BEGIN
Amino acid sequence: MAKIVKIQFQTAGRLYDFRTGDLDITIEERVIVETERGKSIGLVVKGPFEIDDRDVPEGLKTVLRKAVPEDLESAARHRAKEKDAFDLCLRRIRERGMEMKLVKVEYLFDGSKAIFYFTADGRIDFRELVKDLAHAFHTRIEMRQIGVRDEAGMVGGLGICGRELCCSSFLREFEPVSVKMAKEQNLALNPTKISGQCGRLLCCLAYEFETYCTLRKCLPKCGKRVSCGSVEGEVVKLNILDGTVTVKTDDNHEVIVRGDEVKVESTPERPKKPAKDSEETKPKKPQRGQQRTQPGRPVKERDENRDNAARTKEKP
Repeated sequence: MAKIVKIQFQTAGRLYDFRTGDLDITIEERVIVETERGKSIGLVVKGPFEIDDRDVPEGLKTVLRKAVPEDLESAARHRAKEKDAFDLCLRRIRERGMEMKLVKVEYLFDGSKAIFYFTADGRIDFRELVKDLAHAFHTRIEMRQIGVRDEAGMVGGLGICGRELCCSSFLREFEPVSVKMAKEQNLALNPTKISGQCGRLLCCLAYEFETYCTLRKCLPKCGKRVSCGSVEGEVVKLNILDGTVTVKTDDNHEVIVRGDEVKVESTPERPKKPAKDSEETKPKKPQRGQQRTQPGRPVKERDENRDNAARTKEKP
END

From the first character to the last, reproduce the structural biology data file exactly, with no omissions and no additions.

Amino acid sequence: MAKIVKIQFQTAGRLYDFRTGDLDITIEERVIVETERGKSIGLVVKGPFEIDDRDVPEGLKTVLRKAVPEDLESAARHRAKEKDAFDLCLRRIRERGMEMKLVKVEYLFDGSKAIFYFTADGRIDFRELVKDLAHAFHTRIEMRQIGVRDEAGMVGGLGICGRELCCSSFLREFEPVSVKMAKEQNLALNPTKISGQCGRLLCCLAYEFETYCTLRKCLPKCGKRVSCGSVEGEVVKLNILDGTVTVKTDDNHEVIVRGDEVKVESTPERPKKPAKDSEETKPKKPQRGQQRTQPGRPVKERDENRDNAARTKEKP
Repeated sequence: MAKIVKIQFQTAGRLYDFRTGDLDITIEERVIVETERGKSIGLVVKGPFEIDDRDVPEGLKTVLRKAVPEDLESAARHRAKEKDAFDLCLRRIRERGMEMKLVKVEYLFDGSKAIFYFTADGRIDFRELVKDLAHAFHTRIEMRQIGVRDEAGMVGGLGICGRELCCSSFLREFEPVSVKMAKEQNLALNPTKISGQCGRLLCCLAYEFETYCTLRKCLPKCGKRVSCGSVEGEVVKLNILDGTVTVKTDDNHEVIVRGDEVKVESTPERPKKPAKDSEETKPKKPQRGQQRTQPGRPVKERDENRDNAARTKEKP